Pittsburgh Then and Now: Fort Pitt Museum

The museum is marking its 50th anniversary as the historical marker to the birthplace of Pittsburgh.

COURTESY UNIVERSITY OF PITTSBURGH HISTORIC PHOTOGRAPHS | Allegheny Conference on Community Development Photographs

The Fort Pitt Museum was built by the state for the Pennsylvania Department of Forests and Waters as part of the larger development of Point State Park. The museum, which opened in June 1969, includes exhibits and dioramas on both the military and early industrial history of Pittsburgh.

The museum is in a recreated bastion of Fort Pitt, which the British constructed in 1758. The historical focus of the museum is the role that Fort Pitt played during the French and Indian War. At the time, the confluence of the Allegheny and Monongehela Rivers was key to controlling the upper reaches of the Ohio River Valley and western Pennsylvania. The museum also features detailed information on Fort Pitt’s role during the American Revolution, the Whiskey Rebellion and the founding of Pittsburgh.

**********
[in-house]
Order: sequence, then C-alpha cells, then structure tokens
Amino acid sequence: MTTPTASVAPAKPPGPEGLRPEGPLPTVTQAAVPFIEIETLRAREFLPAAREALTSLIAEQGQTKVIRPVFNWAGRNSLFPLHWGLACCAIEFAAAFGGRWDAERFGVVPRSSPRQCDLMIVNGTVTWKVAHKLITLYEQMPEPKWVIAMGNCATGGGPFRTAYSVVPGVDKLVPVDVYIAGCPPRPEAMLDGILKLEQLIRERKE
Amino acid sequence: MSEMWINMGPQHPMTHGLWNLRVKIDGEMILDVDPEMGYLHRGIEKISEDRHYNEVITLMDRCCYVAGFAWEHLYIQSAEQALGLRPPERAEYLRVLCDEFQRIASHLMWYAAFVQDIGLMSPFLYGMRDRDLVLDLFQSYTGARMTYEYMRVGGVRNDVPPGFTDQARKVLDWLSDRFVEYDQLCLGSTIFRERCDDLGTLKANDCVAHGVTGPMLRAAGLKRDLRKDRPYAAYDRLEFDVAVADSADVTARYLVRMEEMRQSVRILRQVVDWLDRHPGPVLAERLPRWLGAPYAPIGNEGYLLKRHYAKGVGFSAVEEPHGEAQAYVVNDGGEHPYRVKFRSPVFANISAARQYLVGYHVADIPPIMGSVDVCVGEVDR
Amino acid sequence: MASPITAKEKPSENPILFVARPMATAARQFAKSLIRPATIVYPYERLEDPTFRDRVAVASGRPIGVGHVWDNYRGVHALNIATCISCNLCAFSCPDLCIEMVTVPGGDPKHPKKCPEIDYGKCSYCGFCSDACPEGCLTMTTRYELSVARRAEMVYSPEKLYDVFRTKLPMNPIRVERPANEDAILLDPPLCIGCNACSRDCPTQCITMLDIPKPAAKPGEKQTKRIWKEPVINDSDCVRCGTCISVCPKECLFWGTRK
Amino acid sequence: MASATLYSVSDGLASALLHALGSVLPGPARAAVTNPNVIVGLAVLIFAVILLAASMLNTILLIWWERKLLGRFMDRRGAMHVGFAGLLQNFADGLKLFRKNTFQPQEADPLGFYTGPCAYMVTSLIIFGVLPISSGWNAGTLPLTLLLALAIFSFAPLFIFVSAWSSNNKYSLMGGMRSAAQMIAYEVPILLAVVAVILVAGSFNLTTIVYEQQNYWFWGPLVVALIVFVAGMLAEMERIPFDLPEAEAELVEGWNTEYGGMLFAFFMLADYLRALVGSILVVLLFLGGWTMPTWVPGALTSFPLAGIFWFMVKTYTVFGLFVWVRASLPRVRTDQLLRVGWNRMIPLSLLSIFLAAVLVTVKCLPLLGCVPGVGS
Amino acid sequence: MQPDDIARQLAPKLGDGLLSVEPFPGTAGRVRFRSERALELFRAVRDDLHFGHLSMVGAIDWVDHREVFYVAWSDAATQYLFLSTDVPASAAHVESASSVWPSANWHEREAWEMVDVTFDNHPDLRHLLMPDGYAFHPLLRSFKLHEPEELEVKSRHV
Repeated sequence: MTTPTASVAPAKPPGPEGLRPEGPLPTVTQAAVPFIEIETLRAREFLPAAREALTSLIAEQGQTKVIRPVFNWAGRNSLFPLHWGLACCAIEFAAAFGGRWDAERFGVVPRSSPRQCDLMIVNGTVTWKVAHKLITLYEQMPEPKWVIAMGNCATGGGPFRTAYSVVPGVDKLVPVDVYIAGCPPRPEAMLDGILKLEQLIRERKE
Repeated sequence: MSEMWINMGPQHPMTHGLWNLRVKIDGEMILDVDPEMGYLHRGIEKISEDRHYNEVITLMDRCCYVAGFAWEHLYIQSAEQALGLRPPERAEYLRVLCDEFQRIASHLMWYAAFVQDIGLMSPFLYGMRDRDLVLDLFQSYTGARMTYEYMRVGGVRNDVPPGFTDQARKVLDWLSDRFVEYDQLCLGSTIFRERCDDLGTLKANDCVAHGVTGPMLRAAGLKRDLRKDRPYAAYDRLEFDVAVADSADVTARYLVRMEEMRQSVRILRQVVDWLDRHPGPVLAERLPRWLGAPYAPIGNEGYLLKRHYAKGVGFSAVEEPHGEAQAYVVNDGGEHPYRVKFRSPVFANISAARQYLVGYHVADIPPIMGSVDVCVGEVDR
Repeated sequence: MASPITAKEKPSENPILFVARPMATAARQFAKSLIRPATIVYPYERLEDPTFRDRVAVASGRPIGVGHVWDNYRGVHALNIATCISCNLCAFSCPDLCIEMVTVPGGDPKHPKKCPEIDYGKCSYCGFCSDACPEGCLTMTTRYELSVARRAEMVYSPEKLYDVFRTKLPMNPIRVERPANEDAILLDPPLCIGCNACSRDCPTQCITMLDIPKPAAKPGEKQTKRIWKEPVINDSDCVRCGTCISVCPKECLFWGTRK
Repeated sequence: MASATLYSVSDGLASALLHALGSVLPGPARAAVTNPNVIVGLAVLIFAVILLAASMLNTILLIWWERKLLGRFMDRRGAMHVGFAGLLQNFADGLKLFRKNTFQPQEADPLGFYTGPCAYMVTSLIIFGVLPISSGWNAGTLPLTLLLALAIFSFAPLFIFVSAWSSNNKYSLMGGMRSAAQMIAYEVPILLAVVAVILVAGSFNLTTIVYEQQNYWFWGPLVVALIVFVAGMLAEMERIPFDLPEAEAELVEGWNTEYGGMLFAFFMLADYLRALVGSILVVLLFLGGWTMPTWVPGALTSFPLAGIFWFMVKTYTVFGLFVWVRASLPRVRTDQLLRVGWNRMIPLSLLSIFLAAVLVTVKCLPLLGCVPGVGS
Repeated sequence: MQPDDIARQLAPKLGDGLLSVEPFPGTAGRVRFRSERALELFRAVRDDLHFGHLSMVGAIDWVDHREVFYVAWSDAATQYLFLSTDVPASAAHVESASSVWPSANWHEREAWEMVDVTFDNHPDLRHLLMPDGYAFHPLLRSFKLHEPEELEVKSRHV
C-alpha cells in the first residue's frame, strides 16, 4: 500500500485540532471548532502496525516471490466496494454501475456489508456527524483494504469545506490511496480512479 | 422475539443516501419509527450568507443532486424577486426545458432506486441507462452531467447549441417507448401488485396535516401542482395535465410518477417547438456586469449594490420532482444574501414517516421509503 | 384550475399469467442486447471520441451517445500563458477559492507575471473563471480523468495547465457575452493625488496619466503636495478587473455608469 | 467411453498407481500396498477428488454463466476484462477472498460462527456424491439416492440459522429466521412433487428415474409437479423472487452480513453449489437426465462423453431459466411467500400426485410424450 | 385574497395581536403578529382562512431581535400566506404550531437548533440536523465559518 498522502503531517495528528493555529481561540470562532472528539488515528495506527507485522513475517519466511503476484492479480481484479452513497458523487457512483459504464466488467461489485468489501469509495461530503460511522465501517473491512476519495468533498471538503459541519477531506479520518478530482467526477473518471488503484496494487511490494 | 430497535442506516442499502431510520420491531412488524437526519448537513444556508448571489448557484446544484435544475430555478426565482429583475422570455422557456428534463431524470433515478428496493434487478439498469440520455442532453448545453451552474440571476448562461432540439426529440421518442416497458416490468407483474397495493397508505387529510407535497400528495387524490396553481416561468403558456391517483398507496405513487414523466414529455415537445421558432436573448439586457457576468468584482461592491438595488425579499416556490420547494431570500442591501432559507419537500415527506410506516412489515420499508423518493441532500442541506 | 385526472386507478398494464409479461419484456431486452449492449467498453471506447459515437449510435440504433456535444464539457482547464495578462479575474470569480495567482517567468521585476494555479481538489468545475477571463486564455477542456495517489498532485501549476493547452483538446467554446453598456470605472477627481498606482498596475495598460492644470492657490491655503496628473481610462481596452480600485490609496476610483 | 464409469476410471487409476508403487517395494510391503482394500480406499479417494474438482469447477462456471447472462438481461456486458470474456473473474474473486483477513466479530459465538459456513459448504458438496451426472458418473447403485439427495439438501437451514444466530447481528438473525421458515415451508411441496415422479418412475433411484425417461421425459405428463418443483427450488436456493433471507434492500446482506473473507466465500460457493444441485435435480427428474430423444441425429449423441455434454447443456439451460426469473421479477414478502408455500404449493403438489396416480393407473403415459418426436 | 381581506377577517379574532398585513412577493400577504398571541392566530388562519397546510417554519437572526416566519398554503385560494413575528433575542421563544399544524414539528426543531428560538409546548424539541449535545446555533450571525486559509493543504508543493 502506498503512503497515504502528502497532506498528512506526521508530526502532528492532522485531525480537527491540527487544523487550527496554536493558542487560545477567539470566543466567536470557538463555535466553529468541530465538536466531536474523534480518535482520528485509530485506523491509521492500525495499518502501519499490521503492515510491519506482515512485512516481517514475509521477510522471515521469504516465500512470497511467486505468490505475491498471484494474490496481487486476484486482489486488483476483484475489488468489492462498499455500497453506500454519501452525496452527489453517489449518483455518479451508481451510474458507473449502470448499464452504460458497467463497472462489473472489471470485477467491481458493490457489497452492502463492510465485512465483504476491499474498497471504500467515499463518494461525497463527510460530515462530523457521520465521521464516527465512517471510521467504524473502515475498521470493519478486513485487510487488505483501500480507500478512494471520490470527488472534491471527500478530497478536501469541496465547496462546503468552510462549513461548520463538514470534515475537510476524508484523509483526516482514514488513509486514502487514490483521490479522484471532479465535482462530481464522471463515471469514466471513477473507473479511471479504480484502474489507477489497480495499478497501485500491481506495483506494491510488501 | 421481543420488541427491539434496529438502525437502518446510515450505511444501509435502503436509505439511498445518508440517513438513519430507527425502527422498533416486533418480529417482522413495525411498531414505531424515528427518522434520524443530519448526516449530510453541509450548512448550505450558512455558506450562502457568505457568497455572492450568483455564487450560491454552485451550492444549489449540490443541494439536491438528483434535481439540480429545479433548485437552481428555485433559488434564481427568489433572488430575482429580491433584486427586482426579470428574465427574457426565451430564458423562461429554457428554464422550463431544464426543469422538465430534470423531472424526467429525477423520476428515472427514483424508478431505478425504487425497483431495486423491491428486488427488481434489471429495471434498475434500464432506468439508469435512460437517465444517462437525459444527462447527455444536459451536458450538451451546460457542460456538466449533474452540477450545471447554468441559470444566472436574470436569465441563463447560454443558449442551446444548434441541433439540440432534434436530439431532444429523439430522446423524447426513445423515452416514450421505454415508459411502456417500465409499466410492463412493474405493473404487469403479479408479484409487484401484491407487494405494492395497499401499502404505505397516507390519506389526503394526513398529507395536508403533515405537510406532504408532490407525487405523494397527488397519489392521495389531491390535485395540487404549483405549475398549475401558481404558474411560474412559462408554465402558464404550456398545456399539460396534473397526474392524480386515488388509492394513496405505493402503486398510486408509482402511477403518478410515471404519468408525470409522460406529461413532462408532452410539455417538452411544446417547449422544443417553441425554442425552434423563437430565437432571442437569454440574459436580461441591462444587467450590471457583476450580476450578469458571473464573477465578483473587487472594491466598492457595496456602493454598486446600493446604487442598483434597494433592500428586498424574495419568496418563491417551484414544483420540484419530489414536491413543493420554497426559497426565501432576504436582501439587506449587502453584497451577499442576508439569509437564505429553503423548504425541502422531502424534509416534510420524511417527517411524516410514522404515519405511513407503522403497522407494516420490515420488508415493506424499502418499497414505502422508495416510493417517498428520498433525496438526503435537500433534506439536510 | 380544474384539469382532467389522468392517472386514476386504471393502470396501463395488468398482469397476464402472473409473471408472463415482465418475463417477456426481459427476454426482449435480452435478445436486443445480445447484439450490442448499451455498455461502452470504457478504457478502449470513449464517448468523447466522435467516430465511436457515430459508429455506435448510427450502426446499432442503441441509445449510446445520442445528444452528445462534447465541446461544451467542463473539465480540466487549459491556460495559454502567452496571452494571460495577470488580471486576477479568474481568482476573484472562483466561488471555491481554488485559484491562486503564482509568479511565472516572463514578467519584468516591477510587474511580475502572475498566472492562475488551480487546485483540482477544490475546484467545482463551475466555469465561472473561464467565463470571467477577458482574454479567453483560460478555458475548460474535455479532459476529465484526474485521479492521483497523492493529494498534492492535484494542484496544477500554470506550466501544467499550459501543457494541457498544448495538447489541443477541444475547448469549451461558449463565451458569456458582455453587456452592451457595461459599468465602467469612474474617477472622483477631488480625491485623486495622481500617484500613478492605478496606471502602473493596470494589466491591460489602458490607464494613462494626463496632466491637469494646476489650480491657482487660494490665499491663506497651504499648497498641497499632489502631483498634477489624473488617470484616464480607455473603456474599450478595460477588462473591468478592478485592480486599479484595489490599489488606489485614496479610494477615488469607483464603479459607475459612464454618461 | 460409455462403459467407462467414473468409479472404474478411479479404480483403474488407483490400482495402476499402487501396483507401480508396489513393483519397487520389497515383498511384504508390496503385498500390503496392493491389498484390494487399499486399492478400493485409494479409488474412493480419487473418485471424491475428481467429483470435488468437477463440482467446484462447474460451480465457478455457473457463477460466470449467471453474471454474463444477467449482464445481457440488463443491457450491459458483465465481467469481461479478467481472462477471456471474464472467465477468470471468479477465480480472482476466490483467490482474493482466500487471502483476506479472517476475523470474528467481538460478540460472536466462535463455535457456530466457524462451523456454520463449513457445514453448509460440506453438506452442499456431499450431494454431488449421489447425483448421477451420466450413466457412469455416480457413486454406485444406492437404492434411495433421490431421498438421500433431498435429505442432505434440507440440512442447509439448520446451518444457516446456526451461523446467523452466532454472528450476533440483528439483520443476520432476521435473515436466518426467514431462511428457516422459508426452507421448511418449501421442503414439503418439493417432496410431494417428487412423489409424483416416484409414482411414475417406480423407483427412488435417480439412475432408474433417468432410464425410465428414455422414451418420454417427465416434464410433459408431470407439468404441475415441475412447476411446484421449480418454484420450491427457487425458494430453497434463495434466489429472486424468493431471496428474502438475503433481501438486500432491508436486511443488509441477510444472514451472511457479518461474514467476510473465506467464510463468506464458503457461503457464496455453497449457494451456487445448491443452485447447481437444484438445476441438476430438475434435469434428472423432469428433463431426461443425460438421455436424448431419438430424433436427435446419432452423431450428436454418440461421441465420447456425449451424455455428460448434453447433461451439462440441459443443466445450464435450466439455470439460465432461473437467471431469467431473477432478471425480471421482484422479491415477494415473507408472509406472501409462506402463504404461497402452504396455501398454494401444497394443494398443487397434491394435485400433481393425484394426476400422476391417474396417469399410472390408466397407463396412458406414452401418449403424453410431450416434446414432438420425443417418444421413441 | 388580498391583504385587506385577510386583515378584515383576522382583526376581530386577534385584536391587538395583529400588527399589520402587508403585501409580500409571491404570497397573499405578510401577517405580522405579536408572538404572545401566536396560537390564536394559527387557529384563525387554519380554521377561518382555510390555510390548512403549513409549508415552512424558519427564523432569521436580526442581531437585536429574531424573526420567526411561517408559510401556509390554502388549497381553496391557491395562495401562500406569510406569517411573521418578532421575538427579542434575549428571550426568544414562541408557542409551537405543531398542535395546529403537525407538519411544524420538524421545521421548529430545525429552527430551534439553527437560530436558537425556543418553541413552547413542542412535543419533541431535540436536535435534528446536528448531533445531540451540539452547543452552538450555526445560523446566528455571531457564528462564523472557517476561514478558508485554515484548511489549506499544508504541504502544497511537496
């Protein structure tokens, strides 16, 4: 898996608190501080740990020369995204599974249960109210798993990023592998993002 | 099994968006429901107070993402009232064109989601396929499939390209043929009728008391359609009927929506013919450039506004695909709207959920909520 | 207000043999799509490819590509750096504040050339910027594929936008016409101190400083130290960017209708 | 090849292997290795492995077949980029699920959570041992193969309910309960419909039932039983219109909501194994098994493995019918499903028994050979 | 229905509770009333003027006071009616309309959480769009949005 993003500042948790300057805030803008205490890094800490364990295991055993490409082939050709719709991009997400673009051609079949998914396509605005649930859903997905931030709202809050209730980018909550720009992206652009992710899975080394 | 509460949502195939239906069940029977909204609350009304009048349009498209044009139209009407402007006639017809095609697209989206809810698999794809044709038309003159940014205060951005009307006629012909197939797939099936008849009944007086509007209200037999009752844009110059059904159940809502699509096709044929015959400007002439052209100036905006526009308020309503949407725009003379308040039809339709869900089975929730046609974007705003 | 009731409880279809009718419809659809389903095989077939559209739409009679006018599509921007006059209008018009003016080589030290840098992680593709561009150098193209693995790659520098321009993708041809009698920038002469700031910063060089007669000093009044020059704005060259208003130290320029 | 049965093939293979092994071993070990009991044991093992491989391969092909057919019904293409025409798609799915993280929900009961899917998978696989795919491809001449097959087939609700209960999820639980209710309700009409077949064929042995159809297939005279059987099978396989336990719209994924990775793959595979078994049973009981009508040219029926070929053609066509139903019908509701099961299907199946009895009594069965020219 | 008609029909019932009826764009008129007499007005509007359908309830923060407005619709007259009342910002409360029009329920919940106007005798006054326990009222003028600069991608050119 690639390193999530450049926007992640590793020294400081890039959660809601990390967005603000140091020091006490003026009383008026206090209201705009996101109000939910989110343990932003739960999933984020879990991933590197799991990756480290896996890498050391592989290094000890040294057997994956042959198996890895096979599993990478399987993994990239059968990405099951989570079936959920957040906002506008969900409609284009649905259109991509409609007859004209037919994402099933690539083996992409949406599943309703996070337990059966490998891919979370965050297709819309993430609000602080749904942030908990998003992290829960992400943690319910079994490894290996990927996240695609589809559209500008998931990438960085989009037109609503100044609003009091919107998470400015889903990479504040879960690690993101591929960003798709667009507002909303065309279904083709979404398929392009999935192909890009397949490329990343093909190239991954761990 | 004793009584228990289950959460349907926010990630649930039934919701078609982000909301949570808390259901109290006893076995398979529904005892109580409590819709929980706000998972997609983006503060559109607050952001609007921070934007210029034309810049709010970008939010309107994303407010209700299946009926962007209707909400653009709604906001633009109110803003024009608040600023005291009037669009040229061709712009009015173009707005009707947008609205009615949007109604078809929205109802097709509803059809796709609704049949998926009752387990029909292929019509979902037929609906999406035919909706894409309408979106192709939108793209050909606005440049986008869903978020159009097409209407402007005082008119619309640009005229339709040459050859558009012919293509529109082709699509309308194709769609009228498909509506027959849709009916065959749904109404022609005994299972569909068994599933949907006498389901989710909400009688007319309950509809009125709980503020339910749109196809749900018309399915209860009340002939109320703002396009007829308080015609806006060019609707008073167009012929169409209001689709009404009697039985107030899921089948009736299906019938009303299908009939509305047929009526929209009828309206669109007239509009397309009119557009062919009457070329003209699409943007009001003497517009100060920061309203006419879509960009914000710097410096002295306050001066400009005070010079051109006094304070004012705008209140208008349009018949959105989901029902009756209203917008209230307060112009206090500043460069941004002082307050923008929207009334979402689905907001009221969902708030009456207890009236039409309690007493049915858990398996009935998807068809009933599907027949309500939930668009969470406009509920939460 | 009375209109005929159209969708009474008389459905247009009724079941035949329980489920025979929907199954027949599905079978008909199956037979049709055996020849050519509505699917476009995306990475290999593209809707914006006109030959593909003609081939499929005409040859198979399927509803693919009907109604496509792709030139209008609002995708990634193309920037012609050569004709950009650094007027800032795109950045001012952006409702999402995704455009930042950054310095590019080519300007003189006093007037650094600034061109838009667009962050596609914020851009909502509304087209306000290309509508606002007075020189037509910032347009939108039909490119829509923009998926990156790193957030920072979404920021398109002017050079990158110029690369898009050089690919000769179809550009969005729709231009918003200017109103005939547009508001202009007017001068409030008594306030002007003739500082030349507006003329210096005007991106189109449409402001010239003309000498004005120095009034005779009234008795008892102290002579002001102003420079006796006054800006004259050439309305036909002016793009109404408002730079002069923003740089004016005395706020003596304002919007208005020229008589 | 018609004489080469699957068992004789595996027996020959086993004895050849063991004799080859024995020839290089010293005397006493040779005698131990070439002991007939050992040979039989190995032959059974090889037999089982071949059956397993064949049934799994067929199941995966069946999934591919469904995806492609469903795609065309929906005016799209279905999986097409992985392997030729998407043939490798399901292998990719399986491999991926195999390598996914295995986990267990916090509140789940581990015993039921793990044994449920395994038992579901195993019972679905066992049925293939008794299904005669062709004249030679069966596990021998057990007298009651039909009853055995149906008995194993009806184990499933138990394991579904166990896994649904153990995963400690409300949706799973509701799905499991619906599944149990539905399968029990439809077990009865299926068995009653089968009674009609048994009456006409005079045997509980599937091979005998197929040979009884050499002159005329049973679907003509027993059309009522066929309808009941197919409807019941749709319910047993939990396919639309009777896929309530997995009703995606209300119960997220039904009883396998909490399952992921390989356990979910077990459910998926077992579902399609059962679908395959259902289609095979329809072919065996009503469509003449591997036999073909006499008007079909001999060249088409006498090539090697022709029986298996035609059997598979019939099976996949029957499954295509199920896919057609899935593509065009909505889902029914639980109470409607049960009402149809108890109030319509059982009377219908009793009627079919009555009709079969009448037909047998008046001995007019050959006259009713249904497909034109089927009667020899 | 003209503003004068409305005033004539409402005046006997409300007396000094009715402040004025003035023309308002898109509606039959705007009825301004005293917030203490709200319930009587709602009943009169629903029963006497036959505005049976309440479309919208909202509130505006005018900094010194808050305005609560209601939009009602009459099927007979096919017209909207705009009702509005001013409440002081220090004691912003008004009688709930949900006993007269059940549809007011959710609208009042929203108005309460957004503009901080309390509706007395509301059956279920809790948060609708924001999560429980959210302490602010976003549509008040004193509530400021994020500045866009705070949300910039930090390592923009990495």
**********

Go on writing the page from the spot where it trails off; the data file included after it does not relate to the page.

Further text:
Despite its historical significance, state budget cuts closed the museum in August 2009. The Heinz History Center took over operation and reopened it in April 2010.

Today, the museum includes a first floor gallery that displays what daily life was like for 18th century residents of the area. There also is a timeline that follows the museum’s history from 1754 until today.

Pittsburgh Then & Now is a yearlong series in celebration of Pittsburgh Magazine’s 50th anniversary where we explore the changes that have happened across the region from 1969 until present-day. Read more Then & Now stories here.

Categories: Then/Now